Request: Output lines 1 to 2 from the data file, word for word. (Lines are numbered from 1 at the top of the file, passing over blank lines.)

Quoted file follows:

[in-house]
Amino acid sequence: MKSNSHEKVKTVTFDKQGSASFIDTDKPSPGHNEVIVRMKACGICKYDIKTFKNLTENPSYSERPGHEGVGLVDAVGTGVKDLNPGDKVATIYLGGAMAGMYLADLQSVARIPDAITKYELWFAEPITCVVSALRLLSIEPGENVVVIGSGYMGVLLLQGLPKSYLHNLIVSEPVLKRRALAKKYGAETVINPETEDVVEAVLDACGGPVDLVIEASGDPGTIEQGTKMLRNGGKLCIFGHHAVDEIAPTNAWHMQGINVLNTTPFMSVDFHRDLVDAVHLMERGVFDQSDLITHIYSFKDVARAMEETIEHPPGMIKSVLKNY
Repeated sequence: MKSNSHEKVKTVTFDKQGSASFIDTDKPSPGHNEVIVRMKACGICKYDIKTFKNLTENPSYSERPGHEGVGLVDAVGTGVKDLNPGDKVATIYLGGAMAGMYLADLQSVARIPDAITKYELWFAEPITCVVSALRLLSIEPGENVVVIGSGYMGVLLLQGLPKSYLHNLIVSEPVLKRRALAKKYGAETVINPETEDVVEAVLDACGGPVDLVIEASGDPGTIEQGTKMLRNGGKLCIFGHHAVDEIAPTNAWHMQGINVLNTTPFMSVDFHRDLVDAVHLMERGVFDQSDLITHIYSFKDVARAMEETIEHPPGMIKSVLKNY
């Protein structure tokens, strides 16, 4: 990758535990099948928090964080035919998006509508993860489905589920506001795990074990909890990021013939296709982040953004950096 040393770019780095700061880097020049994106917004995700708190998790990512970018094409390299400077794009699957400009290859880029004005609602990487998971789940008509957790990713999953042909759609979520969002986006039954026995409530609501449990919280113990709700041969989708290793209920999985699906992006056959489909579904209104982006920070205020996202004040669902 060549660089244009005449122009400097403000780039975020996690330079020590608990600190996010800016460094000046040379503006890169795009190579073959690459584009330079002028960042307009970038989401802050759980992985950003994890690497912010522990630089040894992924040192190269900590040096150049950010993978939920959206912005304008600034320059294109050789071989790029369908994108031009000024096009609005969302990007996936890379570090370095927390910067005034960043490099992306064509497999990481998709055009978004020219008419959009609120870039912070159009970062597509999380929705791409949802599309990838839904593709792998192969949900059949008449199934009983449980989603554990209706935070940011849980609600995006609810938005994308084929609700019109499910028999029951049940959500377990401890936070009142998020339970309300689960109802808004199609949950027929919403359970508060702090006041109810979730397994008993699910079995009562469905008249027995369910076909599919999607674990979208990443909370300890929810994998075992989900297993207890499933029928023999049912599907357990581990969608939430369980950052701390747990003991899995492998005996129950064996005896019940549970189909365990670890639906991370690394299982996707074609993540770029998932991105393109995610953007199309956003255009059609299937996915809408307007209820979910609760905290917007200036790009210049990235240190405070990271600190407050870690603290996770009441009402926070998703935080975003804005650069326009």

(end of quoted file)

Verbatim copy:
[in-house]
Amino acid sequence: MKSNSHEKVKTVTFDKQGSASFIDTDKPSPGHNEVIVRMKACGICKYDIKTFKNLTENPSYSERPGHEGVGLVDAVGTGVKDLNPGDKVATIYLGGAMAGMYLADLQSVARIPDAITKYELWFAEPITCVVSALRLLSIEPGENVVVIGSGYMGVLLLQGLPKSYLHNLIVSEPVLKRRALAKKYGAETVINPETEDVVEAVLDACGGPVDLVIEASGDPGTIEQGTKMLRNGGKLCIFGHHAVDEIAPTNAWHMQGINVLNTTPFMSVDFHRDLVDAVHLMERGVFDQSDLITHIYSFKDVARAMEETIEHPPGMIKSVLKNY